Dominated by world class athletes, top salaries, player contracts, broadcast media, and team marketing, the professional sports industry has evolved from a simple pastime into a multi-billion dollar business venture. And, with the added factors of unions, endorsements, and naming rights, top negotiation skills are crucial for all agents, executives, and team representatives.
On November 12, attendees at The Philadelphia CFO Leadership Council’s monthly speaker event had a wonderful opportunity to gain some useful tactics and strategic advice from local industry executives during a presentation of The Business Of Sports: Locker Room Negotiations For CFOs.
Our speakers included:
Here’s what they told us:
Easy Access To Contract Information Can Affect Negotiations
Because salary specifics and athlete contract details are readily accessible through unions, negotiations can get very competitive. Information accessibility is not always a positive factor since, in many cases, players generally want what others have. And, as the competition levels increase, it is the responsibility of every agent to create balance between teams and players, presenting each athlete in the most positive way. However, compromise is not always a simple solution. Contractual obligations to protect players only go so far and, as a result, some of the most heated negotiations tend to focus on the length of time that it will take for a player to recover in the case of an injury.
Success Is Not Based Strictly On Revenue
Despite the number of large scale celebrity events and publicity within the industry, revenue strength is not about squeezing out the last dollar. It’s about creating a first class environment that values players, staff, and fans. But, even more important, many industry CFOs agree that they do not measure success by the money generated. Instead, it’s the number of championships that are won. In other words, it’s all about the rings, not the dollars.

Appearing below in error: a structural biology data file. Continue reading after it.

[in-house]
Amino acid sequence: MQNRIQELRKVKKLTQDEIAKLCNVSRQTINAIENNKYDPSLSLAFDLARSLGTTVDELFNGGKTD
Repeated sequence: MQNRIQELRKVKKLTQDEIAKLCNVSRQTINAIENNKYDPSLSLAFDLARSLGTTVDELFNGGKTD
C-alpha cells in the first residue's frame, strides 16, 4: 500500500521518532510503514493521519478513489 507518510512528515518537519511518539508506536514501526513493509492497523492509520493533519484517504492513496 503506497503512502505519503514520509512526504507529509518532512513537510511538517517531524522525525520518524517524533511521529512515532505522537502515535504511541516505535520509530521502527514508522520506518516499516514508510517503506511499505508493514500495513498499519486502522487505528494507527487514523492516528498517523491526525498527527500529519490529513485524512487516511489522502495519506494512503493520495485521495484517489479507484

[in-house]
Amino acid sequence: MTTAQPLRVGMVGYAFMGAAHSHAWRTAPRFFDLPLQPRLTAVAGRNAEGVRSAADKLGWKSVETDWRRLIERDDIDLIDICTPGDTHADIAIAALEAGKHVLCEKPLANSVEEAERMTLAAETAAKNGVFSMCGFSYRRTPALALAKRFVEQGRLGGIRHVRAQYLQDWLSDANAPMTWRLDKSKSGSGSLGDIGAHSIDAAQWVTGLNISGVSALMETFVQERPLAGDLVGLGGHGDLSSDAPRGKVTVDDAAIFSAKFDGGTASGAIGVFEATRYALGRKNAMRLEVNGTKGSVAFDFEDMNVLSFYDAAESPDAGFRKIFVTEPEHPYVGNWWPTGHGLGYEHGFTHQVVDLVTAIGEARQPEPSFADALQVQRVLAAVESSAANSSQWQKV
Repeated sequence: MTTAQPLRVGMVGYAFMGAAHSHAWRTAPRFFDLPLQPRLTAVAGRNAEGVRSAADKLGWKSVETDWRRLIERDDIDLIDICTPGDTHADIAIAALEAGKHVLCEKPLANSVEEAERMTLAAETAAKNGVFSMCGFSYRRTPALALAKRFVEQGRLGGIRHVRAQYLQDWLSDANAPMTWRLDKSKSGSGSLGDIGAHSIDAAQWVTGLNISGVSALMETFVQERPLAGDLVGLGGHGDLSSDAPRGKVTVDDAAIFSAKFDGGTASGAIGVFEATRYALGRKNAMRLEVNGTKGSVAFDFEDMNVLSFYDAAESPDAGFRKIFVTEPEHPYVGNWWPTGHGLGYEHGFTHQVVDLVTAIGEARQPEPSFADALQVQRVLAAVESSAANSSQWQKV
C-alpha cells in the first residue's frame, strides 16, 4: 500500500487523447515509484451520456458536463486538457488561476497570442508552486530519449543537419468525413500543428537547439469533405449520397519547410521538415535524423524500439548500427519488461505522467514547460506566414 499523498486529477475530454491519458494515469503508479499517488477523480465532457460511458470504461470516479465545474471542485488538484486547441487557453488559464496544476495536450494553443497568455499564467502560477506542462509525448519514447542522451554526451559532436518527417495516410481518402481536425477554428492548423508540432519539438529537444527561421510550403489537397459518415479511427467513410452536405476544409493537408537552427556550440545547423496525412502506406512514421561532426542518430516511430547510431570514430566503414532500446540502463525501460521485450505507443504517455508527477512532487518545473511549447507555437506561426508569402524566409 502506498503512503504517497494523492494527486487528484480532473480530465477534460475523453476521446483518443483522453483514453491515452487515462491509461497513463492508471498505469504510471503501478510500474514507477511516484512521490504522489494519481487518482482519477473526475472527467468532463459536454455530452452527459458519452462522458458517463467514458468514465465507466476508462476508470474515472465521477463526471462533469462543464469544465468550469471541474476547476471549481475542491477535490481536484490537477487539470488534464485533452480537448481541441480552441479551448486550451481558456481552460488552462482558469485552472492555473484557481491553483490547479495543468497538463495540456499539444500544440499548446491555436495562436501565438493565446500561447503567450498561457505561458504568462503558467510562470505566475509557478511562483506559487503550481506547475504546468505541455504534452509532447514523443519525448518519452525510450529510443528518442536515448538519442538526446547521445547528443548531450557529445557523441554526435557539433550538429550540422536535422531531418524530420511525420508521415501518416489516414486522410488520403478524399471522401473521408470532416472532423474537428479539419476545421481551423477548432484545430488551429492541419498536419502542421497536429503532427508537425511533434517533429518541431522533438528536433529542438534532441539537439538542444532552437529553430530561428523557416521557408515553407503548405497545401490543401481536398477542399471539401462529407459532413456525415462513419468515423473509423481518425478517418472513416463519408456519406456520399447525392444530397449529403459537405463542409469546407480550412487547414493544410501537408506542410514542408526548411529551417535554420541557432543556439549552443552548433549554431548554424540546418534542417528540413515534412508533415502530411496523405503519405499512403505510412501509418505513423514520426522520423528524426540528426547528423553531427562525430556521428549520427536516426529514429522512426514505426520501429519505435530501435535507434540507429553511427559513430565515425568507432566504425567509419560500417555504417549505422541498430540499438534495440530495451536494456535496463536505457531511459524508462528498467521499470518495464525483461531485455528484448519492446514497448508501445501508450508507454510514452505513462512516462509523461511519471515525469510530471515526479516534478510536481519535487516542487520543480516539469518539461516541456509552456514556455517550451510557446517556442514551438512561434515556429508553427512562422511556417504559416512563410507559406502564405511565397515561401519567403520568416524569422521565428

Positive Media Relationships Are Key
Maintaining a favorable working relationship with the media, both traditional and social, is crucial, even in the case of negative publicity. With professional sports, everything is “under a microscope” and it is important to protect players’ confidentiality, keeping in mind that the foundation of the industry is built upon solid, trusting relationships. And, in an environment based strongly on reputation, it is imperative that agents establish themselves with the level of respect that will encourage teams and players to recommend them rather than avoid them.
Budgeting Goals Should Be Flexible
In many cases, it’s not just the money that is important. It’s a balance of many items that go beyond financial data and take into consideration the overall goal of winning a championship. As a negotiator, it is crucial to think as a business partner, not as a financial analyst, and always fully understand what players, staff, or vendors need to attain the most successful outcomes. Skillful negotiation goes far beyond the “show me the money” mindset and focuses more on personal needs, such as the quality of a team facility or the relationship between a player and a coach.
As for general advice that can be applied to all industries, here are our panelists’ recommendations for success:
- Negotiations should not be adversarial. Instead, they should help to promote partnerships.
- Be cognizant of what the other side is getting.
- Keep in mind that, sometimes, what works in the short term might not be a solution for the long term.
- Understand your limitations and always remember that, if only one side wins, nobody wins.
If you have any questions, comments, or suggestions or if you would like more information about any of our outstanding topics and speakers scheduled for 2016, please contact us. In the meantime, we encourage you to register today for our next chapter event on February 11, Due Diligence Pre- M & A.